Regarding infrastructure, we had integrated a learning management system (LMS), Moodle, an open-source learning platform used worldwide, in 2007. After intermittent training, the LMS was officially launched in Spring 2014. Initially, our faculty members used the platform as an additional support to teaching and not as a replacement for classroom or face-to-face classes. The system, thus, was being used as a supplementary space to upload helpful, additional course materials, distribute and collect assignments, record grades, take attendance, conduct quizzes, and chat with students so that learning continued beyond the classroom.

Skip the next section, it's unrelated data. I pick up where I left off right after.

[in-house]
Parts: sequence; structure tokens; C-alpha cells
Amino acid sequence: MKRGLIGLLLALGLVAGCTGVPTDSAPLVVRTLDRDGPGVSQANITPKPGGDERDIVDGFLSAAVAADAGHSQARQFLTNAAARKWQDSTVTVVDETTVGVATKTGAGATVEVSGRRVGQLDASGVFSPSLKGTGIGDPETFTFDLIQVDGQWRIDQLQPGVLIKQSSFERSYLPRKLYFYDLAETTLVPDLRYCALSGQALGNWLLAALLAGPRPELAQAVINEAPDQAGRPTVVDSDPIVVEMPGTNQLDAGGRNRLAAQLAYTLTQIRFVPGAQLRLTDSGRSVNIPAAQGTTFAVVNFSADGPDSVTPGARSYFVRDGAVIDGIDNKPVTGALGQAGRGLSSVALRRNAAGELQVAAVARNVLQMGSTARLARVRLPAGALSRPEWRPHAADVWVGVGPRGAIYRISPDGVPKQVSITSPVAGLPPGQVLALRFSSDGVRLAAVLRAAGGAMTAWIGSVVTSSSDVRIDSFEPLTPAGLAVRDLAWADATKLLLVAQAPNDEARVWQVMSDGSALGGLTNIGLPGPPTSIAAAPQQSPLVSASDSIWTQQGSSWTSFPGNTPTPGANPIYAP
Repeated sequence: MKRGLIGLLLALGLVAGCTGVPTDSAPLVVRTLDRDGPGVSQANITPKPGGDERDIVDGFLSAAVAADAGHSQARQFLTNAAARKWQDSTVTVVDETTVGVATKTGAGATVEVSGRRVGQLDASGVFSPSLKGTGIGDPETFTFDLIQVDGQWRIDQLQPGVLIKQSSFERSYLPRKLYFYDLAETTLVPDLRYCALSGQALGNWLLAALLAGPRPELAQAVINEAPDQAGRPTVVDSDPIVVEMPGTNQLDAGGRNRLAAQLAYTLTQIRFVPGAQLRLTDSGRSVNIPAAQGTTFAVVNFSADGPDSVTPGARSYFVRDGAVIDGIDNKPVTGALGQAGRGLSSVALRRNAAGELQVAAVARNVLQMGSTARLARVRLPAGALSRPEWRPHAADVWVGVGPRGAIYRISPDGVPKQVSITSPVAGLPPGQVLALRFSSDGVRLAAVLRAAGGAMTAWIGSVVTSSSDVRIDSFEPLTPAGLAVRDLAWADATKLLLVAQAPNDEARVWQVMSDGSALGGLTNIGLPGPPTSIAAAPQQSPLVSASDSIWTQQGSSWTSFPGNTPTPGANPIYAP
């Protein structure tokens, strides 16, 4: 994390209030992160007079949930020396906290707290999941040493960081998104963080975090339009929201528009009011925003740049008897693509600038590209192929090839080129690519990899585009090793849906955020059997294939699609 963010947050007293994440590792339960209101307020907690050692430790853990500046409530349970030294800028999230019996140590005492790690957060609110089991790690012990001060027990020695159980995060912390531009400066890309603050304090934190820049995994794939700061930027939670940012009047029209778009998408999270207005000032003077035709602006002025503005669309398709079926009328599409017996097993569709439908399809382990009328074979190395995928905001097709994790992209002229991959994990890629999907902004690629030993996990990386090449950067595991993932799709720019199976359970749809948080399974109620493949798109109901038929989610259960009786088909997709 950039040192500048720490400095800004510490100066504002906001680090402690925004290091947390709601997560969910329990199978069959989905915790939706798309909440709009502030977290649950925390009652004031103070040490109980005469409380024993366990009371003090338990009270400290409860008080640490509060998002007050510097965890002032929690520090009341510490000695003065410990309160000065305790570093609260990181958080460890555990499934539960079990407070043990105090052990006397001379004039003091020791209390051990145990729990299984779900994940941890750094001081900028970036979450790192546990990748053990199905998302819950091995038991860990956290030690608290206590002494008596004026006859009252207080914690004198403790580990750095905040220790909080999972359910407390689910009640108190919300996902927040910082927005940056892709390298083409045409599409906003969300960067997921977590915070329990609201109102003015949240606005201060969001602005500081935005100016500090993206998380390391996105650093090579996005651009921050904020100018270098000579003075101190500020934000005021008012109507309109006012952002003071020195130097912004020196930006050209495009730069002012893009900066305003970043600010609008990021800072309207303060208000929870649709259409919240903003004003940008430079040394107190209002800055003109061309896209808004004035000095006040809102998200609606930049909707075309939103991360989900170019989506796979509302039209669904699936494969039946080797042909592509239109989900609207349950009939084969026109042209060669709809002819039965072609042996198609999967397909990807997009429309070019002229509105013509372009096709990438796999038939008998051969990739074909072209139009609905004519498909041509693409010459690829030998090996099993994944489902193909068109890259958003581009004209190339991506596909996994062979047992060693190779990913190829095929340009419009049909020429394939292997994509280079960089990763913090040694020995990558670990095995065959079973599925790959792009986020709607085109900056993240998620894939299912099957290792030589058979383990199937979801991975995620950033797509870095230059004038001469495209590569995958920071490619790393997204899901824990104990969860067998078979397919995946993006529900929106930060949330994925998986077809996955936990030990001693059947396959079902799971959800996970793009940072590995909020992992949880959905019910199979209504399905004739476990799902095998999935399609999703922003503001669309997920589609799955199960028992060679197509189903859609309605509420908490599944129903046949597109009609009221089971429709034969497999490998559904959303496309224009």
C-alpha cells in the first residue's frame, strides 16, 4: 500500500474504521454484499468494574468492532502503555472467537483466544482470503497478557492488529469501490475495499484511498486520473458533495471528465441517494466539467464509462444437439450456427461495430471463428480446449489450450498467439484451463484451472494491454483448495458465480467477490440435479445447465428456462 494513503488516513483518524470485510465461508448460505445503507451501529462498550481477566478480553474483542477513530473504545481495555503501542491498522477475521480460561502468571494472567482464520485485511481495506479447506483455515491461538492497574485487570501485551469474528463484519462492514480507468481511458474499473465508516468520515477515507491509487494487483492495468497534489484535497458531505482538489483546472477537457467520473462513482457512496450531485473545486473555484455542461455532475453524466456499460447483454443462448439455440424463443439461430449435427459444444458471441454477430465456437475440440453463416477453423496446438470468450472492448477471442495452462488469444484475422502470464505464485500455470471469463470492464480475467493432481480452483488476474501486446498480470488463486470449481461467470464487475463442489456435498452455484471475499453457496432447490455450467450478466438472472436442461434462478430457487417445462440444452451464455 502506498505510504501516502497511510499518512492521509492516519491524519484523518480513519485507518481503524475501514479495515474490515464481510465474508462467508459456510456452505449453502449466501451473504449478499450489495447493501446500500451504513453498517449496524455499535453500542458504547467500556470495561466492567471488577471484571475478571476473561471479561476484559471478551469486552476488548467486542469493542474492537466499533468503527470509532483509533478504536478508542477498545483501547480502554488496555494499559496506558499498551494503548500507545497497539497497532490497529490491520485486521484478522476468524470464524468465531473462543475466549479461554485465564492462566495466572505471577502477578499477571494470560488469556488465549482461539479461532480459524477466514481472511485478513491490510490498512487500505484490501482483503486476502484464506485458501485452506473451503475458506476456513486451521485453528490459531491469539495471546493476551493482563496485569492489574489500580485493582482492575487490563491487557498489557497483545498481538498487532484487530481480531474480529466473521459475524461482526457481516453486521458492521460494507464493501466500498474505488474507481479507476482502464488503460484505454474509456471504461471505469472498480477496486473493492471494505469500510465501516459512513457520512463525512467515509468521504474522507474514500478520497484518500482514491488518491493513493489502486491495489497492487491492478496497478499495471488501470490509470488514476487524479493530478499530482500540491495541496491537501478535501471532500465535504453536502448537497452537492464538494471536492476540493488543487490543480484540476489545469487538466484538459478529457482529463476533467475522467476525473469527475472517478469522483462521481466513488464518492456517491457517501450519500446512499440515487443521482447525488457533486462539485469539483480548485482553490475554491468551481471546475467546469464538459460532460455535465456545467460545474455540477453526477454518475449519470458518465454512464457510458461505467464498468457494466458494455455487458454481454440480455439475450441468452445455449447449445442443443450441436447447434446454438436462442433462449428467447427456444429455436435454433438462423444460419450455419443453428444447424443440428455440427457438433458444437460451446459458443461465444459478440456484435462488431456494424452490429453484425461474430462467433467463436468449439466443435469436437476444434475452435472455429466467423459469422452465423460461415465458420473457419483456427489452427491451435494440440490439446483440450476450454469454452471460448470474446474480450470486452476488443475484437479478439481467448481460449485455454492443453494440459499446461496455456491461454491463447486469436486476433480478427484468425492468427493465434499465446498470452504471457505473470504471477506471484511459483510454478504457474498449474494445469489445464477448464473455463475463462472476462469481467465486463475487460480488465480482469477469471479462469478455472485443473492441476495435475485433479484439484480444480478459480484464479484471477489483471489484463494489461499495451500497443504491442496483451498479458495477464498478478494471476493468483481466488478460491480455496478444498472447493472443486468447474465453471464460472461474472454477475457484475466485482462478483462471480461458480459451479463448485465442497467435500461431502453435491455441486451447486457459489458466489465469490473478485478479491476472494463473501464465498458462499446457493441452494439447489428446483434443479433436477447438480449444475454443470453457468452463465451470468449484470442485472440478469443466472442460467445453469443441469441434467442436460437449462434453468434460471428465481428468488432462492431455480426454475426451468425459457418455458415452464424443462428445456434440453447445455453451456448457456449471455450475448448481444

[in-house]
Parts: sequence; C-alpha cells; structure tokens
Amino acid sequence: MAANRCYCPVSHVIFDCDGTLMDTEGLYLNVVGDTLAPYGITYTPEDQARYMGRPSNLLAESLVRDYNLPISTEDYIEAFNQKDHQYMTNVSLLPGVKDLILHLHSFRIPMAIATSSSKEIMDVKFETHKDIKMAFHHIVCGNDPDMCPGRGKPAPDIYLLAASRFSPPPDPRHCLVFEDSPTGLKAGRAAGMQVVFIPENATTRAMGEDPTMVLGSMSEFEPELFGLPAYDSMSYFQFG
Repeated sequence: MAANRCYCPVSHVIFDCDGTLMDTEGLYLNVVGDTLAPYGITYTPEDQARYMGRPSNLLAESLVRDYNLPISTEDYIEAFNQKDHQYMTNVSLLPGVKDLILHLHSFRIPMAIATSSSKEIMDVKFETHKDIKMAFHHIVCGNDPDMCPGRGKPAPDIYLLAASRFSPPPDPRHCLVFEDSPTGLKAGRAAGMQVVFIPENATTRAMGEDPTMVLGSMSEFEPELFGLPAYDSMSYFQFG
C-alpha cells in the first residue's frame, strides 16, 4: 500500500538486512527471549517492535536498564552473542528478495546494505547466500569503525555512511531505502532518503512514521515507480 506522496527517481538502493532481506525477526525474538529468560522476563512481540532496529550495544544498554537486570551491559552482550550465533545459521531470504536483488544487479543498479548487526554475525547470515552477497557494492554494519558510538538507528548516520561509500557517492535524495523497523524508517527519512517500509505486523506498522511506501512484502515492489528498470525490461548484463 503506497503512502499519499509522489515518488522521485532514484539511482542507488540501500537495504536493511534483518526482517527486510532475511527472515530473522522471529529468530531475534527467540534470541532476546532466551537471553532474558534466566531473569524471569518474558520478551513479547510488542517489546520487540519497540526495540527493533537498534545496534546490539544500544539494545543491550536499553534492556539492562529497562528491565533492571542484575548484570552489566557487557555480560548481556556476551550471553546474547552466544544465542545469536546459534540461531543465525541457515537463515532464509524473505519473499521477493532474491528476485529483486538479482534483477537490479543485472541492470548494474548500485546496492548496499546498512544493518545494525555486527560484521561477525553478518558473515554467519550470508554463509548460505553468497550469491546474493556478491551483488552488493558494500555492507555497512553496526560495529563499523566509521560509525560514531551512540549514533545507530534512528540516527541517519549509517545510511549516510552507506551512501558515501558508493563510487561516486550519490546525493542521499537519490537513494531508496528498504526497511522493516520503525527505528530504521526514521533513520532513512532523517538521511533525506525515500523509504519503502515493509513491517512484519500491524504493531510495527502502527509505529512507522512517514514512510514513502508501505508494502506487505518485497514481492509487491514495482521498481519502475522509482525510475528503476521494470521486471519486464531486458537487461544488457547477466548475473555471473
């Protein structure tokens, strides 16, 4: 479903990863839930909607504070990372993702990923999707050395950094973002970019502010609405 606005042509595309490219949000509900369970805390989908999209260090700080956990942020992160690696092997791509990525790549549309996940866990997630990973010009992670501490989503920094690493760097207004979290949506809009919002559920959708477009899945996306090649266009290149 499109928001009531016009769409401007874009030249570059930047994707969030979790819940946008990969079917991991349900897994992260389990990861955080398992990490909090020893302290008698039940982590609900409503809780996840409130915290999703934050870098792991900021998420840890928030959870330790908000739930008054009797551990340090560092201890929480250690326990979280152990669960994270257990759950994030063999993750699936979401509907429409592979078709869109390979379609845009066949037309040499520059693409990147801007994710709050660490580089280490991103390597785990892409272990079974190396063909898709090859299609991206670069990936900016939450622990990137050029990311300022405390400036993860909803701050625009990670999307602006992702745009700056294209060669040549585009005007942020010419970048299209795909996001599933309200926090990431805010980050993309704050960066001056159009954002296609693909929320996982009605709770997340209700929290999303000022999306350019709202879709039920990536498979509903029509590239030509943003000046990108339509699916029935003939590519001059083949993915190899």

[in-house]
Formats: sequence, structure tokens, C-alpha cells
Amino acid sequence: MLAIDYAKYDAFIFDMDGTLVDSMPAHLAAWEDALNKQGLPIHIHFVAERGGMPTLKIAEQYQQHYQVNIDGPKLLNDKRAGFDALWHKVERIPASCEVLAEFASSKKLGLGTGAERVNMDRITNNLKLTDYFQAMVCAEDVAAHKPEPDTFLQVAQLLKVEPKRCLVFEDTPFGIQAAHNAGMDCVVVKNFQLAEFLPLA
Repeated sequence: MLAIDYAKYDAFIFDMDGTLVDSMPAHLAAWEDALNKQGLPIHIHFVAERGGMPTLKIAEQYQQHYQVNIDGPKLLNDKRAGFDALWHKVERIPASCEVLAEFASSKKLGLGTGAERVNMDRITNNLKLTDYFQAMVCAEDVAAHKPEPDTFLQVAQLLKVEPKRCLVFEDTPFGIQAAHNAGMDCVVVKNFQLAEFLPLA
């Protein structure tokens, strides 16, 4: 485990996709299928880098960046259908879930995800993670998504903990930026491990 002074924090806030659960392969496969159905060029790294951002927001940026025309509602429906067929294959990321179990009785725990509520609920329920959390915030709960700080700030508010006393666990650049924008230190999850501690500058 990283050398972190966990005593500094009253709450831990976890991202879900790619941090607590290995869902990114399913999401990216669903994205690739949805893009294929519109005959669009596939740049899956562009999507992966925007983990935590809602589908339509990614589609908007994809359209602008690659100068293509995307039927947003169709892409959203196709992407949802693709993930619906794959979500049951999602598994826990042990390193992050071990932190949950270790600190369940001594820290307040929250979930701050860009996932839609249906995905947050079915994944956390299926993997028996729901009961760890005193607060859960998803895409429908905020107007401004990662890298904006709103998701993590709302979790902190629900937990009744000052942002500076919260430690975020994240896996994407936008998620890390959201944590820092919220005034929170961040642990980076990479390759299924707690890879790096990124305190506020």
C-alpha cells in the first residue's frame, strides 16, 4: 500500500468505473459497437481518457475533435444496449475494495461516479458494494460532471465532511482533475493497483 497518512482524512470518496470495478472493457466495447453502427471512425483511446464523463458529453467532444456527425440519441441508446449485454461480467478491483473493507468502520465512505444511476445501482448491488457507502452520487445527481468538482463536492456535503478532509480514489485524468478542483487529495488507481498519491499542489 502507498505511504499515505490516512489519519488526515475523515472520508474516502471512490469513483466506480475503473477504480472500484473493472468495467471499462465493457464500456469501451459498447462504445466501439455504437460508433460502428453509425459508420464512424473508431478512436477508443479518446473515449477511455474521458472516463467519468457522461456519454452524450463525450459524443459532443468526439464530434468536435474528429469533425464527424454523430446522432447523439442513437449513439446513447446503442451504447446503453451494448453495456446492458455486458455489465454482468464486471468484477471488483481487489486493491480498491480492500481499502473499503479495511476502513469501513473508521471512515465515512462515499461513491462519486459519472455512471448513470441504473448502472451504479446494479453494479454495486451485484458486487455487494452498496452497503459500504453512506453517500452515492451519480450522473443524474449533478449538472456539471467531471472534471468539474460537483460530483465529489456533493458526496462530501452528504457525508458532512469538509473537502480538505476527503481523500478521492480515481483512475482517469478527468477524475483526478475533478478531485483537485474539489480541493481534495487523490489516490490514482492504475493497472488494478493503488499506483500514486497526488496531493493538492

Newly hired faculty at our university are trained in Moodle every semester and refreshers offered for others. In September 2018, we formed an Online Education Study Group to recommend measures on how to move forward with online teaching and learning at the university. The group suggested assessing the impact of online education at our university and others; prioritising online education strategies that build upon our core values; limiting online engagements to those instances that yield clear benefits to students and relevant stakeholders; and undertaking consultations with faculty members regarding online learning strategies.
Given these, various departments and centres at the university have made inroads in conducting online learning. Much of these have been instrumental in facilitating the shift from face-to-face classrooms to online teaching during this critical time, while prior familiarity with an LMS among faculty members and students became the most important factor in facilitating this shift.